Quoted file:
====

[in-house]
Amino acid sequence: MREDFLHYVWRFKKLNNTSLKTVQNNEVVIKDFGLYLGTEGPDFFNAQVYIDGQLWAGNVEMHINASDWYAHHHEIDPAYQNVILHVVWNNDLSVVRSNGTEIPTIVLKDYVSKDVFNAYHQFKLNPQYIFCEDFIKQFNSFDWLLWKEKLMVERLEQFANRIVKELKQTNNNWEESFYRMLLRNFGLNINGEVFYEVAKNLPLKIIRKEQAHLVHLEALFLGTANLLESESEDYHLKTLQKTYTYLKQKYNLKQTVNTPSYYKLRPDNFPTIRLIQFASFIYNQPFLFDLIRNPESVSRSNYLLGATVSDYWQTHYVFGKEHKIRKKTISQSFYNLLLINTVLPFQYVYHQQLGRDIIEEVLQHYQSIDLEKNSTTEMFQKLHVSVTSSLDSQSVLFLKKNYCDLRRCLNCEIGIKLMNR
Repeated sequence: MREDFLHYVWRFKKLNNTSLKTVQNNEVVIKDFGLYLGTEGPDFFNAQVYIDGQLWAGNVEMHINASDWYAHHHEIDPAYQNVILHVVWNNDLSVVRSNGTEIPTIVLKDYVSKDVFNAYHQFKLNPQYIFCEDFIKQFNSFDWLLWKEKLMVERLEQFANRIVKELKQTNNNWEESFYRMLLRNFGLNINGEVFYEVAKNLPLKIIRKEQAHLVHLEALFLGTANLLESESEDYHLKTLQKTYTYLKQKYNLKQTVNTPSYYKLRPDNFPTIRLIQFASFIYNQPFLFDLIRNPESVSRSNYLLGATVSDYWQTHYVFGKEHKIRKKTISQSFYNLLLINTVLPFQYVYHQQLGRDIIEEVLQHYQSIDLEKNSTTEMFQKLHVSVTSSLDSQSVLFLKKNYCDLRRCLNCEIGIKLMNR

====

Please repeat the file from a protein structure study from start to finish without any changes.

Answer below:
[in-house]
Amino acid sequence: MREDFLHYVWRFKKLNNTSLKTVQNNEVVIKDFGLYLGTEGPDFFNAQVYIDGQLWAGNVEMHINASDWYAHHHEIDPAYQNVILHVVWNNDLSVVRSNGTEIPTIVLKDYVSKDVFNAYHQFKLNPQYIFCEDFIKQFNSFDWLLWKEKLMVERLEQFANRIVKELKQTNNNWEESFYRMLLRNFGLNINGEVFYEVAKNLPLKIIRKEQAHLVHLEALFLGTANLLESESEDYHLKTLQKTYTYLKQKYNLKQTVNTPSYYKLRPDNFPTIRLIQFASFIYNQPFLFDLIRNPESVSRSNYLLGATVSDYWQTHYVFGKEHKIRKKTISQSFYNLLLINTVLPFQYVYHQQLGRDIIEEVLQHYQSIDLEKNSTTEMFQKLHVSVTSSLDSQSVLFLKKNYCDLRRCLNCEIGIKLMNR
Repeated sequence: MREDFLHYVWRFKKLNNTSLKTVQNNEVVIKDFGLYLGTEGPDFFNAQVYIDGQLWAGNVEMHINASDWYAHHHEIDPAYQNVILHVVWNNDLSVVRSNGTEIPTIVLKDYVSKDVFNAYHQFKLNPQYIFCEDFIKQFNSFDWLLWKEKLMVERLEQFANRIVKELKQTNNNWEESFYRMLLRNFGLNINGEVFYEVAKNLPLKIIRKEQAHLVHLEALFLGTANLLESESEDYHLKTLQKTYTYLKQKYNLKQTVNTPSYYKLRPDNFPTIRLIQFASFIYNQPFLFDLIRNPESVSRSNYLLGATVSDYWQTHYVFGKEHKIRKKTISQSFYNLLLINTVLPFQYVYHQQLGRDIIEEVLQHYQSIDLEKNSTTEMFQKLHVSVTSSLDSQSVLFLKKNYCDLRRCLNCEIGIKLMNR